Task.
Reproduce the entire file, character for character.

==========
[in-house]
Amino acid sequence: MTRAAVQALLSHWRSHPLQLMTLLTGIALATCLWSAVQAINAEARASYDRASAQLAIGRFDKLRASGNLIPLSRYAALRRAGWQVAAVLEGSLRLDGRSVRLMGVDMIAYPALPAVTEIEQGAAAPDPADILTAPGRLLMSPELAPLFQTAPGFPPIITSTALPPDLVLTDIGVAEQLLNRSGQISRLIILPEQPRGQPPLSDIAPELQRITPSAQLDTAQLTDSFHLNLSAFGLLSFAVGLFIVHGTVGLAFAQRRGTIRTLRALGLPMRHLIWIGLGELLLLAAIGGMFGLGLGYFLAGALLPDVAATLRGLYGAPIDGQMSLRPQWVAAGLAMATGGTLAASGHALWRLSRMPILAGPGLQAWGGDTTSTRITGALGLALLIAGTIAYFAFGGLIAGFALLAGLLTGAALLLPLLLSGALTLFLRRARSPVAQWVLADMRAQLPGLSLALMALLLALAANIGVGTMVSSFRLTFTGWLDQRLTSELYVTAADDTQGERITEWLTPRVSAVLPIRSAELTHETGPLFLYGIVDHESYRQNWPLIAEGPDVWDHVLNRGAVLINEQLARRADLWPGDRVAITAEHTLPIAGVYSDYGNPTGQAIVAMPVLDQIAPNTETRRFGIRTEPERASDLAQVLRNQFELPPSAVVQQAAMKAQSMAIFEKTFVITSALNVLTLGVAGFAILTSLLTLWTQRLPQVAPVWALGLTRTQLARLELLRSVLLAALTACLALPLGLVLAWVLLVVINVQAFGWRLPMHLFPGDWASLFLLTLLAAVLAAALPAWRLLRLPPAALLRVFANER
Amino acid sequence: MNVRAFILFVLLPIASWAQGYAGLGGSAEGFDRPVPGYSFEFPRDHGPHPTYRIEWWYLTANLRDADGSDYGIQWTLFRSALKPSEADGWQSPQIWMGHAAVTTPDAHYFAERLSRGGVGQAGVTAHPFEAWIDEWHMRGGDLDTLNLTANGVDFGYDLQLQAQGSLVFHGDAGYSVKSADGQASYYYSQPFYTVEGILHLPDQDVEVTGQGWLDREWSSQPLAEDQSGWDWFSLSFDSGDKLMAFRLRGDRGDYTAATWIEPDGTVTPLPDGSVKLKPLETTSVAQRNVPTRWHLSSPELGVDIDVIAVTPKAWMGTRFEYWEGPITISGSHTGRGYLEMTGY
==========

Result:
[in-house]
Amino acid sequence: MTRAAVQALLSHWRSHPLQLMTLLTGIALATCLWSAVQAINAEARASYDRASAQLAIGRFDKLRASGNLIPLSRYAALRRAGWQVAAVLEGSLRLDGRSVRLMGVDMIAYPALPAVTEIEQGAAAPDPADILTAPGRLLMSPELAPLFQTAPGFPPIITSTALPPDLVLTDIGVAEQLLNRSGQISRLIILPEQPRGQPPLSDIAPELQRITPSAQLDTAQLTDSFHLNLSAFGLLSFAVGLFIVHGTVGLAFAQRRGTIRTLRALGLPMRHLIWIGLGELLLLAAIGGMFGLGLGYFLAGALLPDVAATLRGLYGAPIDGQMSLRPQWVAAGLAMATGGTLAASGHALWRLSRMPILAGPGLQAWGGDTTSTRITGALGLALLIAGTIAYFAFGGLIAGFALLAGLLTGAALLLPLLLSGALTLFLRRARSPVAQWVLADMRAQLPGLSLALMALLLALAANIGVGTMVSSFRLTFTGWLDQRLTSELYVTAADDTQGERITEWLTPRVSAVLPIRSAELTHETGPLFLYGIVDHESYRQNWPLIAEGPDVWDHVLNRGAVLINEQLARRADLWPGDRVAITAEHTLPIAGVYSDYGNPTGQAIVAMPVLDQIAPNTETRRFGIRTEPERASDLAQVLRNQFELPPSAVVQQAAMKAQSMAIFEKTFVITSALNVLTLGVAGFAILTSLLTLWTQRLPQVAPVWALGLTRTQLARLELLRSVLLAALTACLALPLGLVLAWVLLVVINVQAFGWRLPMHLFPGDWASLFLLTLLAAVLAAALPAWRLLRLPPAALLRVFANER
Amino acid sequence: MNVRAFILFVLLPIASWAQGYAGLGGSAEGFDRPVPGYSFEFPRDHGPHPTYRIEWWYLTANLRDADGSDYGIQWTLFRSALKPSEADGWQSPQIWMGHAAVTTPDAHYFAERLSRGGVGQAGVTAHPFEAWIDEWHMRGGDLDTLNLTANGVDFGYDLQLQAQGSLVFHGDAGYSVKSADGQASYYYSQPFYTVEGILHLPDQDVEVTGQGWLDREWSSQPLAEDQSGWDWFSLSFDSGDKLMAFRLRGDRGDYTAATWIEPDGTVTPLPDGSVKLKPLETTSVAQRNVPTRWHLSSPELGVDIDVIAVTPKAWMGTRFEYWEGPITISGSHTGRGYLEMTGY